The church of St Lawrence in the tiny village of Ayot St Lawrence in Hertfordshire (the last home of Sir George Bernard Shaw), is like a Greek temple, with Doric portico and two colonnaded wings leading to pavilions on each side, a perfect example of the Paladin style. The front of the church is stuccoed, but the back has been left in plain brick, whilst the roof is of copper sheeting. The very fine interior is in keeping with the structure and the altar is at the west end.
Sir Lyonel Lyde of Ayot House and Lord of the Manor in 1778, was responsible for this curious edifice, having decided to build a new church for the village. Actually, he decided that the old medieval church obstructed the view from his house and decided to demolish it and to build the new church to the west of his house where he could see and admire it from a distance. Before he could demolish the old church, the Bishop intervened with an injunction, but the old building was never restored and was left in ruins as seen today.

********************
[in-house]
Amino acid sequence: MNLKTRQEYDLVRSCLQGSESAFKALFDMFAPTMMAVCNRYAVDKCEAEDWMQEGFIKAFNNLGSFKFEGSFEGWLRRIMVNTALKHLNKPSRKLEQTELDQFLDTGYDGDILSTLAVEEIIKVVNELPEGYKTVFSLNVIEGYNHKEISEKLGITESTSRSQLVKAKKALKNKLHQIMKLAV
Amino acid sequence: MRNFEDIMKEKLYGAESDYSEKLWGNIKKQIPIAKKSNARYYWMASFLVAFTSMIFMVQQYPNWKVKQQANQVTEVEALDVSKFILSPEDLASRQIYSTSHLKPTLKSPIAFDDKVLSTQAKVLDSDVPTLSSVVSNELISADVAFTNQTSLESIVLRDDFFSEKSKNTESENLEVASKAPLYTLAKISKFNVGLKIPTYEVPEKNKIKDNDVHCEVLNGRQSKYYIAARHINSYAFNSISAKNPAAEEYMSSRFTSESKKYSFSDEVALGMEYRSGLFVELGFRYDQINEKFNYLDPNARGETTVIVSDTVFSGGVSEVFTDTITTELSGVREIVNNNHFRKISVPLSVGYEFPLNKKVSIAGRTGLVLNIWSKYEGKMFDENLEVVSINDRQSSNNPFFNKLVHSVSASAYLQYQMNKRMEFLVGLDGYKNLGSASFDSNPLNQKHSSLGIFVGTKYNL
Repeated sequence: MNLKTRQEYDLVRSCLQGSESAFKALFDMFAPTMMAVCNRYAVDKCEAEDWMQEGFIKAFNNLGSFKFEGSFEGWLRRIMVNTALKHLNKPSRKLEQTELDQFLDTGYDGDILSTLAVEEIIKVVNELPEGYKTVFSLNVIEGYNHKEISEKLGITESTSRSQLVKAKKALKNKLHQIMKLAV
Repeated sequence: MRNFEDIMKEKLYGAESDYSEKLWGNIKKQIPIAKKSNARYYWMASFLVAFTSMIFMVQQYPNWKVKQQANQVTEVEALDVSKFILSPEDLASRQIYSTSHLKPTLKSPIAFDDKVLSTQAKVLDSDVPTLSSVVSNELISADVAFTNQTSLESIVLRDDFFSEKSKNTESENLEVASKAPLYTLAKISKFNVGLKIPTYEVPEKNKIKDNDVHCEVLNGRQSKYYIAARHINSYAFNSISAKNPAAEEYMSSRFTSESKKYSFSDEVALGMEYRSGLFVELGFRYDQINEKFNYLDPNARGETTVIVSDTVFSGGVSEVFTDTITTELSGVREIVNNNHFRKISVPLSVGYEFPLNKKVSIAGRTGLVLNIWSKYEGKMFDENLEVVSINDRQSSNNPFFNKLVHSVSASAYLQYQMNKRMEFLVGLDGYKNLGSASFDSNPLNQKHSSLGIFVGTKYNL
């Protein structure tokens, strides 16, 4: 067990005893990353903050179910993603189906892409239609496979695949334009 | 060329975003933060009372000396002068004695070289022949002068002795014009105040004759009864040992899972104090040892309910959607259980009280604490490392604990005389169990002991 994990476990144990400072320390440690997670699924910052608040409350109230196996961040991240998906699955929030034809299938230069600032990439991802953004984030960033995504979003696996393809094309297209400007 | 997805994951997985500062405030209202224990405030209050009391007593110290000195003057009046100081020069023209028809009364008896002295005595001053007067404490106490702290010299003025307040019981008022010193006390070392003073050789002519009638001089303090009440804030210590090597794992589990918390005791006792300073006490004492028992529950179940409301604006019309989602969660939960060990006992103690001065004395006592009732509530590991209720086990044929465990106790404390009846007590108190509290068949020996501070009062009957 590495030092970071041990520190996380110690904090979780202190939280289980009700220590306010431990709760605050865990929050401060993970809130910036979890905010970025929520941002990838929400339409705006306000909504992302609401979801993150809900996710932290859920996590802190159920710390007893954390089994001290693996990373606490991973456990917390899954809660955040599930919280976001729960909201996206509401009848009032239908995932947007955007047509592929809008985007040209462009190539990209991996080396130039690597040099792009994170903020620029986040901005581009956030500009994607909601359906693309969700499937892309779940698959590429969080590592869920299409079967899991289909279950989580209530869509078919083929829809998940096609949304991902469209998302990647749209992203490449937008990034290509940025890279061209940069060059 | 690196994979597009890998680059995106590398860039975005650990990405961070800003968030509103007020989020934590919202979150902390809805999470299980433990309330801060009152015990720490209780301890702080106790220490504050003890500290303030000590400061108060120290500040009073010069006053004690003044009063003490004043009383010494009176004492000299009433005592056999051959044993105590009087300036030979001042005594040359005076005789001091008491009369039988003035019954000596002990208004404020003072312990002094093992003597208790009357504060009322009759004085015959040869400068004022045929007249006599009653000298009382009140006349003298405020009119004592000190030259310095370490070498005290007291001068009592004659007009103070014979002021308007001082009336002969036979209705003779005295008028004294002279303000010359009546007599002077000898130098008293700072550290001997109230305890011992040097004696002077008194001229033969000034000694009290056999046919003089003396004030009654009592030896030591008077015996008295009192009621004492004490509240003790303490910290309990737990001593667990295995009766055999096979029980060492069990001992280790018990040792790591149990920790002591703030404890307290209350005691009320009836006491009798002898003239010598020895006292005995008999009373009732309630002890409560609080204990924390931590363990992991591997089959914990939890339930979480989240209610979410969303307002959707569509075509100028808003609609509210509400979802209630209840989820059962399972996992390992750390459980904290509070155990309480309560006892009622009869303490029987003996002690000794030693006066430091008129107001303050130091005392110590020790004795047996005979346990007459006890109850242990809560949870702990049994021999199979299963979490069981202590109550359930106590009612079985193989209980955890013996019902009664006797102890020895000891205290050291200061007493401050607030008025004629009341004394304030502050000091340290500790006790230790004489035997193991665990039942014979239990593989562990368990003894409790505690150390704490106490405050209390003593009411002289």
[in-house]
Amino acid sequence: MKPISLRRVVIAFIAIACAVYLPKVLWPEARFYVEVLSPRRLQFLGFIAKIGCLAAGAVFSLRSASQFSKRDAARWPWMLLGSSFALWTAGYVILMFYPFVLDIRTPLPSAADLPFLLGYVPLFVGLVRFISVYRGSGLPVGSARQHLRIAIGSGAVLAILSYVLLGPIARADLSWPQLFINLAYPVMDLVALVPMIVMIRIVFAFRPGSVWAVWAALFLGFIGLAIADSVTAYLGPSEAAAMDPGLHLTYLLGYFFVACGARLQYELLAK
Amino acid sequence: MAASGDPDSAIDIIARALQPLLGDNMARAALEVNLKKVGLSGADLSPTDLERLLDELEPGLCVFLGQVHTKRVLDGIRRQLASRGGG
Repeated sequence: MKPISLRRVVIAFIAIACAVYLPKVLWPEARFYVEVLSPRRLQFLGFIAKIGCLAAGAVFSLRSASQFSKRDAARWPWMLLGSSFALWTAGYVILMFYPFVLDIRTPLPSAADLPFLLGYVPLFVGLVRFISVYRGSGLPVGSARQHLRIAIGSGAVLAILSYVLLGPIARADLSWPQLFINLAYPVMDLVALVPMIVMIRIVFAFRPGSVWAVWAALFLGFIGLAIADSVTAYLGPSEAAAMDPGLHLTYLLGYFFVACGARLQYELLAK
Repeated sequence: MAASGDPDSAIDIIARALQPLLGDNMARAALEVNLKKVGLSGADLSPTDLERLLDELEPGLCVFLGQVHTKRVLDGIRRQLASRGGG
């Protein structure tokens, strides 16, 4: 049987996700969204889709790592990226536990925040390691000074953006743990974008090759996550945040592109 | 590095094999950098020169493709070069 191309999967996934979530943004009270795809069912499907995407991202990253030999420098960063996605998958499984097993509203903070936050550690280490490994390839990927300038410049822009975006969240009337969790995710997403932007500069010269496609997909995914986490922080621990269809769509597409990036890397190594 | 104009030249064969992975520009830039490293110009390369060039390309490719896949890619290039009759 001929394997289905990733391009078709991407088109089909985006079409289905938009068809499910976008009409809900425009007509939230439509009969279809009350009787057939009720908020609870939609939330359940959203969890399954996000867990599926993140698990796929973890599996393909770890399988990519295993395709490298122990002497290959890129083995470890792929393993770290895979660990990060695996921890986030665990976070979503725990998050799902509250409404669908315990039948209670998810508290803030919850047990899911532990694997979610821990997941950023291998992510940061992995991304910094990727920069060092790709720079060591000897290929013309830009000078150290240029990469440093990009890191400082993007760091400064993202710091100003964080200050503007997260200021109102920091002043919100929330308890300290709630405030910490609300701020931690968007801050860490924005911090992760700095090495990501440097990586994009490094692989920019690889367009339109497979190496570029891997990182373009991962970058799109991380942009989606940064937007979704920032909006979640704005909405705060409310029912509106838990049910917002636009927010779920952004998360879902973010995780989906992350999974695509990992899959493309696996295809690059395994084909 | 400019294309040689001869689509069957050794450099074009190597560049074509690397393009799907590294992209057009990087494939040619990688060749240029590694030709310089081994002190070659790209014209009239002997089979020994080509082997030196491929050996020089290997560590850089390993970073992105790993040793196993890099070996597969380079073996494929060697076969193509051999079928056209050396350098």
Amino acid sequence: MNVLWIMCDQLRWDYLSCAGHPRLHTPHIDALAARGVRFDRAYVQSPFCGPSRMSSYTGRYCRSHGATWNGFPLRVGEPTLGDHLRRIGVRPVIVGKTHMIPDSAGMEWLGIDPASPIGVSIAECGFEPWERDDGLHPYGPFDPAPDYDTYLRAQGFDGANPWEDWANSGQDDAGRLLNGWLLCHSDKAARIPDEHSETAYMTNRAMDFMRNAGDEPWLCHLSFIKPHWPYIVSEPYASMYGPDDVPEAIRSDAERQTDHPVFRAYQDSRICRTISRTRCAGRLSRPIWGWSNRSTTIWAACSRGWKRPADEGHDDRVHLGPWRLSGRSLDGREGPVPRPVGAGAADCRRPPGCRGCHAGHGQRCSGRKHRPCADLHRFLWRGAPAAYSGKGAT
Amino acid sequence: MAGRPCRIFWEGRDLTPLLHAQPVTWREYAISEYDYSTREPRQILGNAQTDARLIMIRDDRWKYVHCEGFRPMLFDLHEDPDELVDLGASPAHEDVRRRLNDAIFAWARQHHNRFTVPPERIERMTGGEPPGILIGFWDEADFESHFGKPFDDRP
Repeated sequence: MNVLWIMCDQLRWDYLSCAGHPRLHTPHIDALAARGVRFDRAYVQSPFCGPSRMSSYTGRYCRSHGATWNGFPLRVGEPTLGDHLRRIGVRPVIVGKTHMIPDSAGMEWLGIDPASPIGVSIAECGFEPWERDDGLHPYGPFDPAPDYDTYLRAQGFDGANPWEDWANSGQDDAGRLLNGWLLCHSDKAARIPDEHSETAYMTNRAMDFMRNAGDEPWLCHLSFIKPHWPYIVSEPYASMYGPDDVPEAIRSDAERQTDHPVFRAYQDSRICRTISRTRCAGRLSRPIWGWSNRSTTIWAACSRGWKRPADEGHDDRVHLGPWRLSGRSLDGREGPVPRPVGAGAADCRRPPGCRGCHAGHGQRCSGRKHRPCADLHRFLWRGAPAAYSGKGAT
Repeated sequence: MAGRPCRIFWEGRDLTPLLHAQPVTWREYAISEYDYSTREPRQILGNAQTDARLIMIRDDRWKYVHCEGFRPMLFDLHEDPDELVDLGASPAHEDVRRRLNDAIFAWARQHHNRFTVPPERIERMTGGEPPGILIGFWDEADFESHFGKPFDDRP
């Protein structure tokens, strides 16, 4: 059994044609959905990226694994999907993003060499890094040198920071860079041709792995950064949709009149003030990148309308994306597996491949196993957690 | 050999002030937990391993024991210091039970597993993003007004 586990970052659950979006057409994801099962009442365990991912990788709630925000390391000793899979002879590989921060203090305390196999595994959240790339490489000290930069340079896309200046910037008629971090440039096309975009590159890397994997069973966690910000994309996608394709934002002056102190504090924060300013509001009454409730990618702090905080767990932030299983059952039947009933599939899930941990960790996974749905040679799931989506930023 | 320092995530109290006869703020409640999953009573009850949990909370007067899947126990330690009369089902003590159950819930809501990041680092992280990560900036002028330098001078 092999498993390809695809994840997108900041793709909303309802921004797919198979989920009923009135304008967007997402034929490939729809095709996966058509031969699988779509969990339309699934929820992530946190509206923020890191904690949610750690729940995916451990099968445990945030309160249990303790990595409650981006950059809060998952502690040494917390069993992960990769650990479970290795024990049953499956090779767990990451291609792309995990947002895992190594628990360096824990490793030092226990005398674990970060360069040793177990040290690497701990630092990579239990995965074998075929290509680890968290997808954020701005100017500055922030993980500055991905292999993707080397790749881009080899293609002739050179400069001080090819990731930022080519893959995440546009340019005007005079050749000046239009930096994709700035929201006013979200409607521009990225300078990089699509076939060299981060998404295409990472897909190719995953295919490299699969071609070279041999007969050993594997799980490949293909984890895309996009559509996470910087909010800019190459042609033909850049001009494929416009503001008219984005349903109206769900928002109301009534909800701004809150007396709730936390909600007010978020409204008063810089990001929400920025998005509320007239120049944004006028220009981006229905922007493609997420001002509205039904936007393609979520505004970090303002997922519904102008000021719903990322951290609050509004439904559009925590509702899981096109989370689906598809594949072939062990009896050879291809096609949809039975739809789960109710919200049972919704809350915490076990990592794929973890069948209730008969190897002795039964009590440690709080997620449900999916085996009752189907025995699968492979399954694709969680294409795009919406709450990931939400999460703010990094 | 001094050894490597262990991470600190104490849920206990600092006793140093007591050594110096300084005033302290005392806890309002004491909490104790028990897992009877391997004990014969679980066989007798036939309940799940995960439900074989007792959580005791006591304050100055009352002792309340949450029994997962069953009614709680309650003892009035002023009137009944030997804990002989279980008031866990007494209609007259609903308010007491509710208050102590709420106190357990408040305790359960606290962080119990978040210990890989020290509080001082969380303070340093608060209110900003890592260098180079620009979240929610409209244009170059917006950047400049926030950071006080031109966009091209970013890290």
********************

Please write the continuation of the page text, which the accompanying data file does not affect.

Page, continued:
The appearance of the exterior of the new church is due to the fact that Sir Lyonel could only see the front of the building and this also explains why the altar is at the west end of the church, i.e the opposite end to the front.
The tombs of Sir Lyonel and his wife are under the two side pavilions, one on each side. It is said that these unusual separate mausoleums were the outcome of a life of nuptial discord. Sir Lyonel had apparently vowed that since the church had united them in life, it should make amends by separating them in death.
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Photo taken in Ayot St. Lawrence, Hertfordshire, UK